The light of the world enters through our eyes, but we are far from fully understanding the factors that determine how our visual images are synthesized in our brains. Our field of vision does not correspond to physical space. It is only in union with the other senses that we transform visual perception into meaningful sight, at once a representation of the world and a mode of being in it.
In the Western tradition, sight is considered the superior sense. Seeing and knowing are often synonymous; darkness is associated with ignorance. But does sight alone provide us with a true picture of the world? Is seeing not always in thrall to idols and illusions that lead us astray? Can we distinguish truth and deception with certainty in the act of seeing? Is blindness – physiological or metaphorical – not at times a prerequisite for seeing properly, while in other cases it is precisely the naked eye that allows us to apprehend the emperor’s new clothes for what they are? Or does the ubiquity of images not impel us to overvalue the visual? Do we not need a critique of visual reason to understand that what we see is less a reflection of the world than of our beliefs about it?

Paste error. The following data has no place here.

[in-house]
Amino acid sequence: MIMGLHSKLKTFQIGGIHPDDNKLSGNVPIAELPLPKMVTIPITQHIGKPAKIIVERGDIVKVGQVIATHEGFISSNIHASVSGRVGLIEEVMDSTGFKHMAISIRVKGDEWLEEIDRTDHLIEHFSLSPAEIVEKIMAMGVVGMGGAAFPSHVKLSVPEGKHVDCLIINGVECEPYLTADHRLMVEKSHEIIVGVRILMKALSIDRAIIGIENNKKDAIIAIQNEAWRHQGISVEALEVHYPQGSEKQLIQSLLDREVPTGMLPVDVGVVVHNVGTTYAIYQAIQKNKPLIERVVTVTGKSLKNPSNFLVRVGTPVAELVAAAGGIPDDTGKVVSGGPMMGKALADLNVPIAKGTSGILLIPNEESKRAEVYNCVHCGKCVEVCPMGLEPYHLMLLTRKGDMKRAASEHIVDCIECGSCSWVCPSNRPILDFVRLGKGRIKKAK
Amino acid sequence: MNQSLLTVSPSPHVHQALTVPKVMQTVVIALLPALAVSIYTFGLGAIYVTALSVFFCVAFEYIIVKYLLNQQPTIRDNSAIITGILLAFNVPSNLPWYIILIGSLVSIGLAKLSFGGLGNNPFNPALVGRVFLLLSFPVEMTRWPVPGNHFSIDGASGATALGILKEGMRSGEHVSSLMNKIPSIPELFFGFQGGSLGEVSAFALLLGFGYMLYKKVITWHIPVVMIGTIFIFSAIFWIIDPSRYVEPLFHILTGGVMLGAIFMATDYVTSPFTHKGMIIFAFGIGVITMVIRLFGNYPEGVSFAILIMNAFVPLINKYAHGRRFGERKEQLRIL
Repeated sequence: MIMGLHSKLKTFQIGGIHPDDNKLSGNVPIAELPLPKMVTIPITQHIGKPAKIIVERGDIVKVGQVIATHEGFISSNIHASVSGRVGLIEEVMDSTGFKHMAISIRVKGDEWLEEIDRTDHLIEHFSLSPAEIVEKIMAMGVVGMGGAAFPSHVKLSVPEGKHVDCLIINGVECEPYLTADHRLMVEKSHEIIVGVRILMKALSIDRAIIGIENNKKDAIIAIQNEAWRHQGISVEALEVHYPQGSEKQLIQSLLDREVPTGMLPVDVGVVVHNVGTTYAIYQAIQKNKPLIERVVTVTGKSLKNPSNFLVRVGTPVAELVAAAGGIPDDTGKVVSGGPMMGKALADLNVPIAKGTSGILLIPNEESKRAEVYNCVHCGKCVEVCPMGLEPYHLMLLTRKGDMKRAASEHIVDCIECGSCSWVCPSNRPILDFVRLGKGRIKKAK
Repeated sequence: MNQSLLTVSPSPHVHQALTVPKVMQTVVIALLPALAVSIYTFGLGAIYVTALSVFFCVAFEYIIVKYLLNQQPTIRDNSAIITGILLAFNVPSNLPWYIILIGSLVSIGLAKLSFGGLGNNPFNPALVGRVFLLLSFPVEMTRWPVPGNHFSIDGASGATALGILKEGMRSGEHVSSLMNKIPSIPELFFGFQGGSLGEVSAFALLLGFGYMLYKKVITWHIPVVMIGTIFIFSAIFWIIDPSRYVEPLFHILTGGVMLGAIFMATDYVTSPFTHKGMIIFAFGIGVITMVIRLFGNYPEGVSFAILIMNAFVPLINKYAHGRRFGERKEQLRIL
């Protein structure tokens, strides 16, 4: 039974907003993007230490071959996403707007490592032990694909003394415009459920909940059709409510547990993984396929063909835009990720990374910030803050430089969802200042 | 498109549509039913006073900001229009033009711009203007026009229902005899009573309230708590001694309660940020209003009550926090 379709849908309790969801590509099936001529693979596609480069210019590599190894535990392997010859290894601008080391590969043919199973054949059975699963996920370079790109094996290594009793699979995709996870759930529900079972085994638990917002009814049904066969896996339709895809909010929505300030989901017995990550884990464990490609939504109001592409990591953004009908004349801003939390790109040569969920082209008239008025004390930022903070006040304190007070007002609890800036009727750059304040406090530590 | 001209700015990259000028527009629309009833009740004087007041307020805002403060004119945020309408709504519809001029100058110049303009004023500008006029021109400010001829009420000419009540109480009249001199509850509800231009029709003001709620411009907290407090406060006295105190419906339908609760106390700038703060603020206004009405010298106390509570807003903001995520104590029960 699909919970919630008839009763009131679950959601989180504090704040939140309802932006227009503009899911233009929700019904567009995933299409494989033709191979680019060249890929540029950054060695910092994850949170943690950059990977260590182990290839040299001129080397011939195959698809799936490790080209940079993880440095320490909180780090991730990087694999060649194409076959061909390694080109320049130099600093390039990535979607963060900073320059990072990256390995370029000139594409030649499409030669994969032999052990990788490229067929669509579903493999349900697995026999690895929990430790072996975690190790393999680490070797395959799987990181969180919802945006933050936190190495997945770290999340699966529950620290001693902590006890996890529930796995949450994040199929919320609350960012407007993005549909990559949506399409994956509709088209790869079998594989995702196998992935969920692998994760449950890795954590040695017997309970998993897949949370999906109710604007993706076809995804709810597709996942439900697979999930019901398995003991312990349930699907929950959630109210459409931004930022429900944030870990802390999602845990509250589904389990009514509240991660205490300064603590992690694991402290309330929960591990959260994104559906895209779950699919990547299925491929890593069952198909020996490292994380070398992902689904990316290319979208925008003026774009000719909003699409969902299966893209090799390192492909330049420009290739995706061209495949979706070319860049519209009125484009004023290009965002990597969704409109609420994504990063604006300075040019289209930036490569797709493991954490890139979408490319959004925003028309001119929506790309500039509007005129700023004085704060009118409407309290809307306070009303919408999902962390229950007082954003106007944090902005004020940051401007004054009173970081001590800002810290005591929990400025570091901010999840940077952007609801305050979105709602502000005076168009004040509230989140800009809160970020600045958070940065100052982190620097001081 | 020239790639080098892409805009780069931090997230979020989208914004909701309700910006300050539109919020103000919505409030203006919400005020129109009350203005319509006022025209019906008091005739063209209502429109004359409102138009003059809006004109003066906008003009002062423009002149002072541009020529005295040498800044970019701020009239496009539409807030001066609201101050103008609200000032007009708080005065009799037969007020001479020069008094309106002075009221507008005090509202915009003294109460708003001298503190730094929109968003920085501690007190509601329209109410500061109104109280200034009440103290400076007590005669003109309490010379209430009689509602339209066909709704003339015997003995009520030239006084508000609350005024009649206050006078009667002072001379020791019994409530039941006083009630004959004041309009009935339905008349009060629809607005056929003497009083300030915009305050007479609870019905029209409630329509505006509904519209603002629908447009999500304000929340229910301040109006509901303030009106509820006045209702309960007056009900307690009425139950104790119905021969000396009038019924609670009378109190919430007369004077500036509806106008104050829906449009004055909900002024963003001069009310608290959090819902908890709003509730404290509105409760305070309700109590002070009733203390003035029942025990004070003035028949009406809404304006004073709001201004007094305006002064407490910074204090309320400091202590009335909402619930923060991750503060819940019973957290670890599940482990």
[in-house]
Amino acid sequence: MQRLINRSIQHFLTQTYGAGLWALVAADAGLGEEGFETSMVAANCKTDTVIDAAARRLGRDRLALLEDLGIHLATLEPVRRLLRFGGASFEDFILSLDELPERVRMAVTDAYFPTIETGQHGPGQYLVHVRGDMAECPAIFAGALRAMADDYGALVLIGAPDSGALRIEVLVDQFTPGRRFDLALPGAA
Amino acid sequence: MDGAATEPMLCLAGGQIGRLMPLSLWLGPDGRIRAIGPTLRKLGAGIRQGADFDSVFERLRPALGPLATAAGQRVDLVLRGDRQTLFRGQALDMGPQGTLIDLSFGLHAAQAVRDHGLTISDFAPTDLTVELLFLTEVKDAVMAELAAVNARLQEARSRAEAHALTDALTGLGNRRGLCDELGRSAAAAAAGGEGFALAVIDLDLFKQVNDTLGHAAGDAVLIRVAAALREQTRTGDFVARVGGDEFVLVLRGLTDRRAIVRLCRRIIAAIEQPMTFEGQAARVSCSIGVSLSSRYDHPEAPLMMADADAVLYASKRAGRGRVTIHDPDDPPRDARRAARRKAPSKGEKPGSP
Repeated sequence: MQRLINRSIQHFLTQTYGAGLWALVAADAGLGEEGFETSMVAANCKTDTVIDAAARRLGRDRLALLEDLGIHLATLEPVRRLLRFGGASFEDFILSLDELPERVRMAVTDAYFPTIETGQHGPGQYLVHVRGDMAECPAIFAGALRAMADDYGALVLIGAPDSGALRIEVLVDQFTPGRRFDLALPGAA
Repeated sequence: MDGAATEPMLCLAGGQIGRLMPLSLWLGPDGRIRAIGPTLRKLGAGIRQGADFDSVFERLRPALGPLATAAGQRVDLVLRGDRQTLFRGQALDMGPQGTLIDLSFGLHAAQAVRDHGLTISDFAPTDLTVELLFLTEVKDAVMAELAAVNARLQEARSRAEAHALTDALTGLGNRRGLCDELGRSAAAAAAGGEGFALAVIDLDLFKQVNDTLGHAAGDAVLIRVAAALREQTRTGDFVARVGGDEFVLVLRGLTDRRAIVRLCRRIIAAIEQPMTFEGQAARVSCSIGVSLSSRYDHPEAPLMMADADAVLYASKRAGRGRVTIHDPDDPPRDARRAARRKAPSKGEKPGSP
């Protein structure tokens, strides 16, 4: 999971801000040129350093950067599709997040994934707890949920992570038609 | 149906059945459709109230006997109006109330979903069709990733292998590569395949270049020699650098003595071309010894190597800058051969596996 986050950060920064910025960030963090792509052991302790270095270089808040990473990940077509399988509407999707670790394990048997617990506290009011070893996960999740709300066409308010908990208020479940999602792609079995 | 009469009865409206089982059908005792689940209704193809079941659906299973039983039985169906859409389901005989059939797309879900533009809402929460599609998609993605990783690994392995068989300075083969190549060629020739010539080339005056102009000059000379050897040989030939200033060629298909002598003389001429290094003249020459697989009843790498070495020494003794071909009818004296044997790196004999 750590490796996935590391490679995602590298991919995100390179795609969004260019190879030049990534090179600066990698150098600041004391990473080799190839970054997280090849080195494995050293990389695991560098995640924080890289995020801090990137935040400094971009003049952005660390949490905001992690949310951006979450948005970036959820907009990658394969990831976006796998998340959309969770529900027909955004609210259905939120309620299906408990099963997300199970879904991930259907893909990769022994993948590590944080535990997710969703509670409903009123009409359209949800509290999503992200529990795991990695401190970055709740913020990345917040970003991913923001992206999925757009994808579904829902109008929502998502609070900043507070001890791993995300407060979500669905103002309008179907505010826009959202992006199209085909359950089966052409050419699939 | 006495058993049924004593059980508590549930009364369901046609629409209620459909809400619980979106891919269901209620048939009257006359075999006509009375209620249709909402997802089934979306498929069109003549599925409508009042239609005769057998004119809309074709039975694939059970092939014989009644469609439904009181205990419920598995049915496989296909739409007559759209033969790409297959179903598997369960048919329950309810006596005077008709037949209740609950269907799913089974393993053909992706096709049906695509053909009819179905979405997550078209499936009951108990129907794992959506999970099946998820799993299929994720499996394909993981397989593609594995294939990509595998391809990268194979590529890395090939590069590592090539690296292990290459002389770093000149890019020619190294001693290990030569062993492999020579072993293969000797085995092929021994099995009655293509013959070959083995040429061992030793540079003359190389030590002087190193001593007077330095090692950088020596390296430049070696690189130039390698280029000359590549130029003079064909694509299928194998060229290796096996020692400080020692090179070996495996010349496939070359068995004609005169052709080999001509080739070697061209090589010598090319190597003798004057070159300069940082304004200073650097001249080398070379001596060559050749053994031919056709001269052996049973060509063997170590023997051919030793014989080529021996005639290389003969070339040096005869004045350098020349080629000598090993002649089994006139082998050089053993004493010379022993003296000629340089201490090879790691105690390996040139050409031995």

Concept: Dominic Bonfiglio und Matthias Kroß, Potsdam
Participants: Peter Bexte, Köln; Christian Breuer, Berlin; Mazviita Chirimuuta, Pittsburgh; Arielle und Joann Eckstut, New York; Wolfgang Einhäuser-Treyer, Chemnitz; Peter Lamont, Edinburgh; Karlheinz Lüdeking, Berlin; Nicholas Mirzoeff, New York; Christa Pfafferott, Hamburg; Siegfried Saerberg, Wiehl; Martin Schaad, Potsdam; Alexander Strahl, Salzburg; Kate E. Tunstall, Oxford